Interview: Claudio Simonetti

| August 12, 2013 | Comments (0)

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Claudio Simonetti (left) with Italian director Dario Argento

Composer, producer and keyboard player Claudio Simonetti is bringing his band to Dublin to perform live the classics of horror movie scores by seminal Italian progressive rock band Goblin, featuring a set list that includes pieces from the soundtracks of Suspiria, Tenebre, Dawn of the Dead, Creepers, Demons and more..

Brazilian-born Claudio started out his career in Italy  in 1971 with the band Il Ritratto di Dorian Gray, which was heavily influenced by  prog rock and the like of Genesis, King Crimson, Emerson, Lake & Palmer, Gentle Giant, Yes, ELP, and Deep Purple.

His career took a turn in 1975 when Italian director Dario Argento contacted him and asked his band to perform the soundtrack for his new film Profondo Rosso (1975). Goblin were born and went on to produce a number of albums including one of the true great horror soundtracks when they composed the score for Argento’s classic film Suspiria in 1977.

Goblin split up in 1978 but Claudio has successfully continued to collaborate with Argento on many of his films. He has also composed the scores for a number of other films working with some great directors along the way and performing his scores live with the Simonetti Horror Project.

Irish fans now have the opportunity to catch horror rock maestro Simonetti performing a selection from his nightmarish soundtracks from a host of horror films when he plays in The Button Factory on Wednesday, 14th August.

Steven Galvin caught up with the former Goblin legend to find out more about the man who dreams of screams.

 

How did your relationship with Dario Argento first come about?

At the time I was in the band Oliver. We meet Dario the first time in 1974 while we were recording the album Cherry Five and we also met with Daria Nicolodi (Italian actress and screenwriter, who created the basic script for Suspiria). Our producer, Carlo Bixio, was also a publisher of the soundtracks of the films of Argento, who was looking for a rock band for his film Profondo Rosso at the time.

At that time Dario Argento was a very famous director and we were very honoured, and a little scared, to have been choosen to realise the soundtrack for his film. Dario asked us to compose the main music for the film and so Goblin was born. After the huge success of Profondo Rosso we started our career composing soundtracks.

Can you talk us through the collaboration process of working with Argento on a film score?

Normally I start to write the music after watching the film with the director telling me, more or less, what kind of music he wants. I’m always inspired by the scenes of the movie. But with Dario it is different. I have a great relationship with Dario. After a first meeting, with some suggestions, he lets me free to decide what music to put in his films.

Your 1975 Goblin debut score for Profondo Rosso was a massive success, blending jazz, prog rock, and heavy metal in a way that immediately announced your distinctive style. Selling over 3 million copies was testament to the music’s ability to stand alone from the film.  Did its success surprise you?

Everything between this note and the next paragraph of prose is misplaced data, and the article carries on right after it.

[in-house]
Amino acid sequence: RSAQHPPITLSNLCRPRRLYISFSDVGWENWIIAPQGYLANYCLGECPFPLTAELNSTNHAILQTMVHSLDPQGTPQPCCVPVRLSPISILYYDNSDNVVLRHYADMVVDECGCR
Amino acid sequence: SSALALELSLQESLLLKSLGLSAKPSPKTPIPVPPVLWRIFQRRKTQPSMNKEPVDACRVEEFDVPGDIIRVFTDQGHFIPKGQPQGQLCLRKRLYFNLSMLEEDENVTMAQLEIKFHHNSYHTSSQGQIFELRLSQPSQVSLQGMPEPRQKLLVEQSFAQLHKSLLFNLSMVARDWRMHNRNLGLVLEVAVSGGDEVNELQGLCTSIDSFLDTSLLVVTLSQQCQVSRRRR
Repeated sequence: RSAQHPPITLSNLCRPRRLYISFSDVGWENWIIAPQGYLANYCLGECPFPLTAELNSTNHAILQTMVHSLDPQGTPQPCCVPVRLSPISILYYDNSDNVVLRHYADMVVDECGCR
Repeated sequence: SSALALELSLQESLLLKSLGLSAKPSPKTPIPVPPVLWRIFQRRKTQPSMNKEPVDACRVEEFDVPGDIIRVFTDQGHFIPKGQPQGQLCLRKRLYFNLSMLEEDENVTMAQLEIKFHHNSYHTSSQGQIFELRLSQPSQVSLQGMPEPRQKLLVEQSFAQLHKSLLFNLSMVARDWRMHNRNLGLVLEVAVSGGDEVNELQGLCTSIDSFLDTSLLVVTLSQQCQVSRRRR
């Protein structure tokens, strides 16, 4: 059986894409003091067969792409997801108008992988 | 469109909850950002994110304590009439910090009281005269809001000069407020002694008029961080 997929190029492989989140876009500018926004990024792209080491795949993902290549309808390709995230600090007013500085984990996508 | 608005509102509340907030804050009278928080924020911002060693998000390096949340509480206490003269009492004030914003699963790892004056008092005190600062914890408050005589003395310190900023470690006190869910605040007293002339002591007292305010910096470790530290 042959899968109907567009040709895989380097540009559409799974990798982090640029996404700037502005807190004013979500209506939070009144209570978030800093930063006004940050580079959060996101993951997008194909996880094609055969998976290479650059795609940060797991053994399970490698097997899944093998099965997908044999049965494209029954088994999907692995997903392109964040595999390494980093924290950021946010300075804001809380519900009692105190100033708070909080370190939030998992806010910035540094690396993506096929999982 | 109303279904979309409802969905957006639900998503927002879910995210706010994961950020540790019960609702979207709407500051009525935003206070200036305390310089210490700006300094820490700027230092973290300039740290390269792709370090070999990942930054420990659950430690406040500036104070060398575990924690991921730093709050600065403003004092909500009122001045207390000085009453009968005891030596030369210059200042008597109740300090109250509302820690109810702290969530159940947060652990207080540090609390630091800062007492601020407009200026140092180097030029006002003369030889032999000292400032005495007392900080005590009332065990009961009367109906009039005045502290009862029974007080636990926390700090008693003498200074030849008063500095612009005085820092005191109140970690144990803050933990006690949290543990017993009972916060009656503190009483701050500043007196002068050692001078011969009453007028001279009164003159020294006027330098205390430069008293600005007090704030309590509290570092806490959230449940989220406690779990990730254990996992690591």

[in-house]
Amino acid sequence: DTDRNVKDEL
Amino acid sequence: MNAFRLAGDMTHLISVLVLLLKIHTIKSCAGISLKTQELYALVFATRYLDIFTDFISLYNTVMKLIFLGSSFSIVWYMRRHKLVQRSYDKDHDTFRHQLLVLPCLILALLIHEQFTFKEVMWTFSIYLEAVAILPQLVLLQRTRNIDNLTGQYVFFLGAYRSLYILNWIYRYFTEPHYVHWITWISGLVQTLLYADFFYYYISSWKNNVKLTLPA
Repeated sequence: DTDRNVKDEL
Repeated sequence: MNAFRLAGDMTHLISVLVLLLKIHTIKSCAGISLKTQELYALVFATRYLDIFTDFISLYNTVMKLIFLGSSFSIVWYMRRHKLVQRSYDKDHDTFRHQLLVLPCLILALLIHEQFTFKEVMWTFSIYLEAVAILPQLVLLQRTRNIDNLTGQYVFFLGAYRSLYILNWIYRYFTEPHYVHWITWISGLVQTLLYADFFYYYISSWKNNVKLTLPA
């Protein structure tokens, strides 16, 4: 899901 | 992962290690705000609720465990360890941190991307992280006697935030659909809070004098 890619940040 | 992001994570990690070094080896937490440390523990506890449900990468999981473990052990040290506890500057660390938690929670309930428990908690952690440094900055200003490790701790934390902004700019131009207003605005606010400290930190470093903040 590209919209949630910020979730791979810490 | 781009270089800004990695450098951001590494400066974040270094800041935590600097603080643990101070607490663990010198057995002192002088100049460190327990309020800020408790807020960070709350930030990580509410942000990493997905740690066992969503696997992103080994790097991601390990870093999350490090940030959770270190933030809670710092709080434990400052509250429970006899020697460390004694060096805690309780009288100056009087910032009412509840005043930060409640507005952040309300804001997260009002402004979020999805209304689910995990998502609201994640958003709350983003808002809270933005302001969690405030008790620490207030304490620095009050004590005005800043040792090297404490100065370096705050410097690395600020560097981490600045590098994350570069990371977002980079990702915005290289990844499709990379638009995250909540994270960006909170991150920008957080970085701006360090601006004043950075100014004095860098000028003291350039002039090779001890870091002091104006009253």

In fact, this success has surprised us a lot and still continues to amaze me. When we recorded the soundtrack it was a period pop groups were very fashionable so I was surprised we were able to have success playing music that wasn’t so commercial for the time. Also I am surprised by the fact that our music continues to have such a big audience worldwide, today more than ever.

You scored Suspiria in 1977 with Goblin; a truly mesmerising score that really twists the terror of the film into the viewer’s mind.  Is it your most satisfying moment? Also it’s known as a highly experimental score – what was the thinking behind this at the time?

I think Suspiria was one of the most innovative works we’ve ever done, we used a very innovative sound, which is still very modern, especially by considering the time in which it was made [1977]. It’s definitely the best soundtrack and the most famous film we did.

Through the ‘80s you worked steadily composing for Italian genre films working with a who’s who of great directors.

I was very lucky to have worked with directors as Dario Argento, Ruggero Deodato, Lamberto Bava, Lucio Fulci, George Romero – with each of them I have lived different and incredible experiences!

You have continued to work with Argento throughout your career – what are the rewards of such a long-standing collaboration.

Now I have a relationship with Argento plus a long friendship. We started in 1975 with Goblin with Profondo Rosso and Suspiria and then our relationship continued into my solo career – Phenomena, Opera, The Card Player, The Third Mother, Jenifer, Pelts, and Dracula 3D, released last November, which was my fourteenth film with him.

You’re bringing the Simonetti Horror Project to Dublin; what can people expect?

Simonetti Horror Project was one of my very successful albums released in 1991. I recorded the great scores of Argento’s films with new arrangements. The band is formed by me on keyboards, Titta Tani at the drums and Bruno Previtali at the guitar (who are also in my other two bands New Goblin and Daemonia). In the concert we will present excerpts from many horror films, not only Argento but also tracks like ‘Halloween’ (Carpenter), ‘Tubular Bells’ (Oldfield), and even Bach’s ‘Toccata and Fugue’, which I think is one of the scariest pieces of music history – which is what the public expects from me … at least … well, I hope so.

 

Tickets for Wednesday’s event at The Button Factory €24:50 from Tickets.ie + http://simonettihorrorproject.eventbrite.com/

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Category: Exclusives, Featured, Interviews

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